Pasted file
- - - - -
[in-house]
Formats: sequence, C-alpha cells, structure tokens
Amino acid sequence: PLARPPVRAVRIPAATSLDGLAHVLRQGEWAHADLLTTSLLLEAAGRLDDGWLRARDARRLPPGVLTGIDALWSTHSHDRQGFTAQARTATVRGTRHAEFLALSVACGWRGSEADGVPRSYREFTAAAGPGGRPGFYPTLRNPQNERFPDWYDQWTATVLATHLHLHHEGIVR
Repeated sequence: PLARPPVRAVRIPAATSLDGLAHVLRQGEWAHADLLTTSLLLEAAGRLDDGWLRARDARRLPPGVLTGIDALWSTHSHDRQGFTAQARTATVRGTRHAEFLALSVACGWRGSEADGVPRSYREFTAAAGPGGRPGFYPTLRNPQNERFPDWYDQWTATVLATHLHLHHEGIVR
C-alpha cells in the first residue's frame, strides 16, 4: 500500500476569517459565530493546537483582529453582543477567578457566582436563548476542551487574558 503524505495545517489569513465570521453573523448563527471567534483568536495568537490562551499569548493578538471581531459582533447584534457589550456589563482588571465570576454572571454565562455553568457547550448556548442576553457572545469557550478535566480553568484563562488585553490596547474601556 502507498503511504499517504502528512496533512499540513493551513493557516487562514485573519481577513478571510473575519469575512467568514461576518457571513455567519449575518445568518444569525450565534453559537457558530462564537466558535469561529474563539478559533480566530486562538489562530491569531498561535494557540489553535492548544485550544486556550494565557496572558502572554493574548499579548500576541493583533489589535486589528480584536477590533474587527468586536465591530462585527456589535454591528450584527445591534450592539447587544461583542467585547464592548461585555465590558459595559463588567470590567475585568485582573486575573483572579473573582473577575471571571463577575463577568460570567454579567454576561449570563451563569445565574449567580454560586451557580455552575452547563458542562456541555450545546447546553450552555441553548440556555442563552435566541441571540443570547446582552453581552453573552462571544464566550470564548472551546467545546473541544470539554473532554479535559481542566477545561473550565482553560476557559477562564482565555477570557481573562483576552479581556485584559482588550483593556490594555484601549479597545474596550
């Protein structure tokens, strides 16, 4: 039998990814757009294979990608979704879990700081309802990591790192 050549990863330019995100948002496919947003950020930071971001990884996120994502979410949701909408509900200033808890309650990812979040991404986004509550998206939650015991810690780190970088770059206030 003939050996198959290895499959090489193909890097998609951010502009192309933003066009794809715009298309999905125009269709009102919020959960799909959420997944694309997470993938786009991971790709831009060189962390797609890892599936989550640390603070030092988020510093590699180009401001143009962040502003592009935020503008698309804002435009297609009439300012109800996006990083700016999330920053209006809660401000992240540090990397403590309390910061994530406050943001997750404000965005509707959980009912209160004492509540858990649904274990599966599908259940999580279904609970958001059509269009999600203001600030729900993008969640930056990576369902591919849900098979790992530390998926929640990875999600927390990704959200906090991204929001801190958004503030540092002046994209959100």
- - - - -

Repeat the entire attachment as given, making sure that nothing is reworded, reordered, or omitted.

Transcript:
[in-house]
Formats: sequence, C-alpha cells, structure tokens
Amino acid sequence: PLARPPVRAVRIPAATSLDGLAHVLRQGEWAHADLLTTSLLLEAAGRLDDGWLRARDARRLPPGVLTGIDALWSTHSHDRQGFTAQARTATVRGTRHAEFLALSVACGWRGSEADGVPRSYREFTAAAGPGGRPGFYPTLRNPQNERFPDWYDQWTATVLATHLHLHHEGIVR
Repeated sequence: PLARPPVRAVRIPAATSLDGLAHVLRQGEWAHADLLTTSLLLEAAGRLDDGWLRARDARRLPPGVLTGIDALWSTHSHDRQGFTAQARTATVRGTRHAEFLALSVACGWRGSEADGVPRSYREFTAAAGPGGRPGFYPTLRNPQNERFPDWYDQWTATVLATHLHLHHEGIVR
C-alpha cells in the first residue's frame, strides 16, 4: 500500500476569517459565530493546537483582529453582543477567578457566582436563548476542551487574558 503524505495545517489569513465570521453573523448563527471567534483568536495568537490562551499569548493578538471581531459582533447584534457589550456589563482588571465570576454572571454565562455553568457547550448556548442576553457572545469557550478535566480553568484563562488585553490596547474601556 502507498503511504499517504502528512496533512499540513493551513493557516487562514485573519481577513478571510473575519469575512467568514461576518457571513455567519449575518445568518444569525450565534453559537457558530462564537466558535469561529474563539478559533480566530486562538489562530491569531498561535494557540489553535492548544485550544486556550494565557496572558502572554493574548499579548500576541493583533489589535486589528480584536477590533474587527468586536465591530462585527456589535454591528450584527445591534450592539447587544461583542467585547464592548461585555465590558459595559463588567470590567475585568485582573486575573483572579473573582473577575471571571463577575463577568460570567454579567454576561449570563451563569445565574449567580454560586451557580455552575452547563458542562456541555450545546447546553450552555441553548440556555442563552435566541441571540443570547446582552453581552453573552462571544464566550470564548472551546467545546473541544470539554473532554479535559481542566477545561473550565482553560476557559477562564482565555477570557481573562483576552479581556485584559482588550483593556490594555484601549479597545474596550
């Protein structure tokens, strides 16, 4: 039998990814757009294979990608979704879990700081309802990591790192 050549990863330019995100948002496919947003950020930071971001990884996120994502979410949701909408509900200033808890309650990812979040991404986004509550998206939650015991810690780190970088770059206030 003939050996198959290895499959090489193909890097998609951010502009192309933003066009794809715009298309999905125009269709009102919020959960799909959420997944694309997470993938786009991971790709831009060189962390797609890892599936989550640390603070030092988020510093590699180009401001143009962040502003592009935020503008698309804002435009297609009439300012109800996006990083700016999330920053209006809660401000992240540090990397403590309390910061994530406050943001997750404000965005509707959980009912209160004492509540858990649904274990599966599908259940999580279904609970958001059509269009999600203001600030729900993008969640930056990576369902591919849900098979790992530390998926929640990875999600927390990704959200906090991204929001801190958004503030540092002046994209959100």